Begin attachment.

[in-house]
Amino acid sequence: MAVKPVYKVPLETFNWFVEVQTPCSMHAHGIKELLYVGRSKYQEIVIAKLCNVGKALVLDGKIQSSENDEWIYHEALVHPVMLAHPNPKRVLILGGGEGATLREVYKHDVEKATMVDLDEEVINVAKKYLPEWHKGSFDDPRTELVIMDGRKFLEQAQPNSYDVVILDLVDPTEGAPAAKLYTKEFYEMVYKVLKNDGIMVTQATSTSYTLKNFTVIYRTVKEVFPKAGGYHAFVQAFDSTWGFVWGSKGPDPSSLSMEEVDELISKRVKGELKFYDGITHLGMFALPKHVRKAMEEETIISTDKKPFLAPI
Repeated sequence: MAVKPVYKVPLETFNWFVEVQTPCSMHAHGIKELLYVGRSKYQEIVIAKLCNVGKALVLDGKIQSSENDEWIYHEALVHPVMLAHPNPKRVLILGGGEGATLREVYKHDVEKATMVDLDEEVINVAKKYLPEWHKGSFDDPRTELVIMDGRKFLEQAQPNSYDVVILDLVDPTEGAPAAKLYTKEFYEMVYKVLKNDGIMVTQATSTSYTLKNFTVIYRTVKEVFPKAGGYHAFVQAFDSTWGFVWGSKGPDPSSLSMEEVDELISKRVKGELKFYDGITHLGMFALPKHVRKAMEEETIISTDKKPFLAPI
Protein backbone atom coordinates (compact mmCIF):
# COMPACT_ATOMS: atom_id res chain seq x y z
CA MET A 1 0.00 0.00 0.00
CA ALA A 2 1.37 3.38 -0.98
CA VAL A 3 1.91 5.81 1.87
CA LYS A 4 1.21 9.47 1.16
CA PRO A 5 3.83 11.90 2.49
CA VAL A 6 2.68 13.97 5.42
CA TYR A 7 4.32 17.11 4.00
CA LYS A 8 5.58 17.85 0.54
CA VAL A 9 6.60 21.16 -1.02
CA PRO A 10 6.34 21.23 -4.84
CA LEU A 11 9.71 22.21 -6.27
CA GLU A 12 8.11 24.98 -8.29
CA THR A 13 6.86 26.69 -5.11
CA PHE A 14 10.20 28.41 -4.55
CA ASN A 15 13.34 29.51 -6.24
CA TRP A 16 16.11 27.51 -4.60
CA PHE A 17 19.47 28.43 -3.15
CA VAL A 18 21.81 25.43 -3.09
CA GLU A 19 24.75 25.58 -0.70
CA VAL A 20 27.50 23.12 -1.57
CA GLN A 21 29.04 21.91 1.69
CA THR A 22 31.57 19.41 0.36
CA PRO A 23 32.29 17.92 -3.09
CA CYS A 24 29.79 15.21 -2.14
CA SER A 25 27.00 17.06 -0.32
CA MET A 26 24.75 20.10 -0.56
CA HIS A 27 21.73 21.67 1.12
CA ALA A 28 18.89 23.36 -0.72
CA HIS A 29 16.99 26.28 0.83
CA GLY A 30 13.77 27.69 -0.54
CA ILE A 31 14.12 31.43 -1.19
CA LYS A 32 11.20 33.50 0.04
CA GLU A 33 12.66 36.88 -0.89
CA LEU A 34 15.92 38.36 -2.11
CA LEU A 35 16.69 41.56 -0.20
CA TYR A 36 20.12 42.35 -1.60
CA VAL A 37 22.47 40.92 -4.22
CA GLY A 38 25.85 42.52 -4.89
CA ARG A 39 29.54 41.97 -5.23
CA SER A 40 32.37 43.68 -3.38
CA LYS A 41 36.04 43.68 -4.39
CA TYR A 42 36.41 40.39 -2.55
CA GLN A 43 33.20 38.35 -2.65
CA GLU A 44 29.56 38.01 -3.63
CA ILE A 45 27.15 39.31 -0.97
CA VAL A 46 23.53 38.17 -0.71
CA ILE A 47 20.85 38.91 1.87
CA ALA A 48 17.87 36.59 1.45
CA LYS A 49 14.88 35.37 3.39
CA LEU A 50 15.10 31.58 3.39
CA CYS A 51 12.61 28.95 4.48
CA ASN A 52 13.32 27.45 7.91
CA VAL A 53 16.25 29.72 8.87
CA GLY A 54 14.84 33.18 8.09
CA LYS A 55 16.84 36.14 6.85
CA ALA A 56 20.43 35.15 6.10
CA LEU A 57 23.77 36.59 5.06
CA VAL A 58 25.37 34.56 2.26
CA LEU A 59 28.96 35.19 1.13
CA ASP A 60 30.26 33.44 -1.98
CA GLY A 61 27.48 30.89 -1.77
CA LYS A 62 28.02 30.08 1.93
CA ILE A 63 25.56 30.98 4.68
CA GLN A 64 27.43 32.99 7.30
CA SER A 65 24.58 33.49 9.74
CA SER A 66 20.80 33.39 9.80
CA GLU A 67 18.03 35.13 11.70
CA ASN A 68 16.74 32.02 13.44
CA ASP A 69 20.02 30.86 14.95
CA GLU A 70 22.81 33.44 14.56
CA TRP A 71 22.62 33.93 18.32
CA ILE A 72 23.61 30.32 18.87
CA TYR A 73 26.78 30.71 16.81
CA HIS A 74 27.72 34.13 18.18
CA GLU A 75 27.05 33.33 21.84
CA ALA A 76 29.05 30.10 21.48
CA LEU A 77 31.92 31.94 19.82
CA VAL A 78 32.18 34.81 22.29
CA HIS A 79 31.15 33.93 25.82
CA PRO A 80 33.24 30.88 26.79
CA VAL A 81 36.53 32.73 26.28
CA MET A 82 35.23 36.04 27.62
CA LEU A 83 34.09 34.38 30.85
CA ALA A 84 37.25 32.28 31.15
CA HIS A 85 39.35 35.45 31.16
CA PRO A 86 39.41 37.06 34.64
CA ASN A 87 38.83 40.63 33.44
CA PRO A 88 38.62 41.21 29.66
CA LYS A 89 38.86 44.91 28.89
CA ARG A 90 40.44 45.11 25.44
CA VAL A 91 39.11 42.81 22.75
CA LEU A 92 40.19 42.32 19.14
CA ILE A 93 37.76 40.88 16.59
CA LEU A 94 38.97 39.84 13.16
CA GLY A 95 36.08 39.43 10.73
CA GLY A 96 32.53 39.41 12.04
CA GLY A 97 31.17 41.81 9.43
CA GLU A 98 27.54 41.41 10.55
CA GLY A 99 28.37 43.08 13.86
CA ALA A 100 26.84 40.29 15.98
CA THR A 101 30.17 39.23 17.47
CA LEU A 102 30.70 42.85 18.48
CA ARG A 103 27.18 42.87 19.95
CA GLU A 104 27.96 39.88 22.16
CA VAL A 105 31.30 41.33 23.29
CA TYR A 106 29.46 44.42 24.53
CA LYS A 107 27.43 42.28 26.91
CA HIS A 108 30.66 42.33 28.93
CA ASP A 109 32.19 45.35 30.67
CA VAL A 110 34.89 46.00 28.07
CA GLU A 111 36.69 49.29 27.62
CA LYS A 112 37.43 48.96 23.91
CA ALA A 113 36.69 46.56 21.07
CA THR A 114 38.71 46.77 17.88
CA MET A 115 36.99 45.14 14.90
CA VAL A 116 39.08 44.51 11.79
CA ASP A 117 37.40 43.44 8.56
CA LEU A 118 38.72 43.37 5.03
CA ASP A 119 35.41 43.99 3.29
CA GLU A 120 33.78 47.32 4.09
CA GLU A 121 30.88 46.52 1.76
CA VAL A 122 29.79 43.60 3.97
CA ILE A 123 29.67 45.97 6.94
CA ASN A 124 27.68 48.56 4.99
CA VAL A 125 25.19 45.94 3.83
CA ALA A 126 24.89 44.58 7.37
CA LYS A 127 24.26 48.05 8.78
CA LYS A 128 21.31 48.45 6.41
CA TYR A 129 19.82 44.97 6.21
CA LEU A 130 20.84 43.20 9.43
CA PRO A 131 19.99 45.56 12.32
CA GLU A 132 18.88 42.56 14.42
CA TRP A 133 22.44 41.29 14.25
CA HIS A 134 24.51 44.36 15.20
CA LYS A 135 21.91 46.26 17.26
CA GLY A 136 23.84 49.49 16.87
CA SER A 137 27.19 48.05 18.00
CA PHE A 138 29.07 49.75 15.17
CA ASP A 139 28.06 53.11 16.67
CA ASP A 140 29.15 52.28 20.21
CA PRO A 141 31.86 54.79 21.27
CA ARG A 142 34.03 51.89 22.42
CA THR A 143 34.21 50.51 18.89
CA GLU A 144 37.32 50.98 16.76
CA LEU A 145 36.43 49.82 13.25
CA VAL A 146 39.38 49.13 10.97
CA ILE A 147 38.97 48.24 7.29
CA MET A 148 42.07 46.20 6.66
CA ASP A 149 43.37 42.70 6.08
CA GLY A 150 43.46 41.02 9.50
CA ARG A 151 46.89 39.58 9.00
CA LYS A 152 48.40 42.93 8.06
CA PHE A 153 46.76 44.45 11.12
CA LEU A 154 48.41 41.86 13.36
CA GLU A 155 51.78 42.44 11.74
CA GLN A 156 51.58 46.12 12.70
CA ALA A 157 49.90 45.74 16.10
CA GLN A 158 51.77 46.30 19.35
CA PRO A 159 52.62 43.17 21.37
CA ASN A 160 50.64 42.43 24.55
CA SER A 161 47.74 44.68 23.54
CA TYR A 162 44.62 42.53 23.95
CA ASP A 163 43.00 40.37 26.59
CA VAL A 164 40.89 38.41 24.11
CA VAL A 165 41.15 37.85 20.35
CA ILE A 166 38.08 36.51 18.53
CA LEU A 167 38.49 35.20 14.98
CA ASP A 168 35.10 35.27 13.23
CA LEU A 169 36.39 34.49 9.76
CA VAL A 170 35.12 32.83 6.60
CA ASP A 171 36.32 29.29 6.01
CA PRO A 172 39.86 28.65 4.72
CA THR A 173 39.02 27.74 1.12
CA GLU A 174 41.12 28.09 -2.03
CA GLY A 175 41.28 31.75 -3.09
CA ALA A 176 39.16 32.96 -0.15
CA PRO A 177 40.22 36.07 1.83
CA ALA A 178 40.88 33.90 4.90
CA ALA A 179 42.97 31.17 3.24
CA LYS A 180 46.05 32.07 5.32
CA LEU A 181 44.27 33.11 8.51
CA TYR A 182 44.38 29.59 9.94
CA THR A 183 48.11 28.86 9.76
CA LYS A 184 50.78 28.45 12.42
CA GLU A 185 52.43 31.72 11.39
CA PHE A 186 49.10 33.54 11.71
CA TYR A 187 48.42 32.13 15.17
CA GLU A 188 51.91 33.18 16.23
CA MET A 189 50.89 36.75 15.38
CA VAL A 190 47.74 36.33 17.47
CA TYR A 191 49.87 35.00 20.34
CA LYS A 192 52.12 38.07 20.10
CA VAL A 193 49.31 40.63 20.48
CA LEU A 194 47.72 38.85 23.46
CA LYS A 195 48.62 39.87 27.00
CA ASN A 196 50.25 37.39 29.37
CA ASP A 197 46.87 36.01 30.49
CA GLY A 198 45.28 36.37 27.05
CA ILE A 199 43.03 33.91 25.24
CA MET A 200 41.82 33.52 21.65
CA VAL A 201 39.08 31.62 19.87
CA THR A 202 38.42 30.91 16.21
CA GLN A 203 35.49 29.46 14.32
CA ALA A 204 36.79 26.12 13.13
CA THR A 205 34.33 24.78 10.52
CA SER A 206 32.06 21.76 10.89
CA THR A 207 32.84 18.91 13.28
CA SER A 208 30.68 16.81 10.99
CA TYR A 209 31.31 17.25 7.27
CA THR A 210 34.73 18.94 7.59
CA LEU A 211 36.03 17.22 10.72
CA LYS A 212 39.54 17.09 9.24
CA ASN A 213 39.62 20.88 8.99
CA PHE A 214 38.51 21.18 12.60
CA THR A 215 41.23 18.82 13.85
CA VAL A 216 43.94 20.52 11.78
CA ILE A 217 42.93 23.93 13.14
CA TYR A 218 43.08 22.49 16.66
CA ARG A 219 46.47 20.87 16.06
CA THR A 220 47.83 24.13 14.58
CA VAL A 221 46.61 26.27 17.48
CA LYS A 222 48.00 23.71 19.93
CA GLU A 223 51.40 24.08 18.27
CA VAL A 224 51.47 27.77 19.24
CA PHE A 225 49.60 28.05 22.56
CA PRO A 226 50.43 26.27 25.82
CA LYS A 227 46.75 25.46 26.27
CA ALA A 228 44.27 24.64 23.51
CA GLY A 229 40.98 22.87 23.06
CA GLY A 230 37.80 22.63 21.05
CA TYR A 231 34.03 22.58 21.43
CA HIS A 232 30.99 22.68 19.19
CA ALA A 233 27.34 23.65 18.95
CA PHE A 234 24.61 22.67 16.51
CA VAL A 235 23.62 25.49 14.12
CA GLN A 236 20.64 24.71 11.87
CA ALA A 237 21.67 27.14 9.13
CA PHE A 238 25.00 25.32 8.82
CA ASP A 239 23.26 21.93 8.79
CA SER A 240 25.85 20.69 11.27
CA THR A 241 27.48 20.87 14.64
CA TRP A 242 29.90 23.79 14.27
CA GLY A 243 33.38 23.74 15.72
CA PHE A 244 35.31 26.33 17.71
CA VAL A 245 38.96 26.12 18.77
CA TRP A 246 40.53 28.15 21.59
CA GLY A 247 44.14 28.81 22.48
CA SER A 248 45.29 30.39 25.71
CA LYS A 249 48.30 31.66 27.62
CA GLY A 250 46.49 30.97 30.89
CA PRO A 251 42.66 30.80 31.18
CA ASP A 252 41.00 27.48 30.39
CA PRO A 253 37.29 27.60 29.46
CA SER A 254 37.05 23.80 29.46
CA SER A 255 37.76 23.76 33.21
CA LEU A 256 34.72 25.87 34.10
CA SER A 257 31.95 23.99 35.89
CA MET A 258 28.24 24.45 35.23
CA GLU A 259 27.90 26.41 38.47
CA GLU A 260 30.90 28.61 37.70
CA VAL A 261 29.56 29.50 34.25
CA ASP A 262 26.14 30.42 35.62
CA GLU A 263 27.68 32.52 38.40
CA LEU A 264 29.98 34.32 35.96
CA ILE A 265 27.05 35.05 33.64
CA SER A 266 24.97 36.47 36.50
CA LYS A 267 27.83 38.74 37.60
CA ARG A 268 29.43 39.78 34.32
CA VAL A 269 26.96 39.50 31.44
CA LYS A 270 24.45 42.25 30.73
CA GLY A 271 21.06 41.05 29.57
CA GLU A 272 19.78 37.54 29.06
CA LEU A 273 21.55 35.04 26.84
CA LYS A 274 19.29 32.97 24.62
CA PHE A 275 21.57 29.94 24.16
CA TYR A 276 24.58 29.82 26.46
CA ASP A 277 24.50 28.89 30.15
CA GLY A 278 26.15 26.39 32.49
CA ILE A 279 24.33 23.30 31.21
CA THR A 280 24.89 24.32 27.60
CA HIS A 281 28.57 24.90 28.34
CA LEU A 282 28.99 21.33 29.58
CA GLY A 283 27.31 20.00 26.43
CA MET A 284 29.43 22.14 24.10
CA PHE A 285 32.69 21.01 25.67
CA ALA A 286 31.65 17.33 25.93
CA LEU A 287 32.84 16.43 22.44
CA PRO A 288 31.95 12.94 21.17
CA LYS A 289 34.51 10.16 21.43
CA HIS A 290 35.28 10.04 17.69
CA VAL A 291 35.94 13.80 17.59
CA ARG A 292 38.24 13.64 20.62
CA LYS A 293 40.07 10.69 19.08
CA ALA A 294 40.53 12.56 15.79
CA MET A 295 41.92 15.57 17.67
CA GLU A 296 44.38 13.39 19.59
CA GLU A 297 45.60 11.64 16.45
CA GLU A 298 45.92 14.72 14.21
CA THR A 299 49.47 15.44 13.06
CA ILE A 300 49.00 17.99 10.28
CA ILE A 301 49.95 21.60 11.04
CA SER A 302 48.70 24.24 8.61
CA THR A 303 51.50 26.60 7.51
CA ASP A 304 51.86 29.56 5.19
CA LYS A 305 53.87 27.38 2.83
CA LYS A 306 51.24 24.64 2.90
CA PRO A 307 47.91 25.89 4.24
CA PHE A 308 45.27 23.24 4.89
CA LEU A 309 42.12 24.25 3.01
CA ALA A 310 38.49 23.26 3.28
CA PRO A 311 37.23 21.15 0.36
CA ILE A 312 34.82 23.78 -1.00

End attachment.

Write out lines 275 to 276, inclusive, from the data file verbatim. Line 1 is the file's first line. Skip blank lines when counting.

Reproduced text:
CA LYS A 270 24.45 42.25 30.73
CA GLY A 271 21.06 41.05 29.57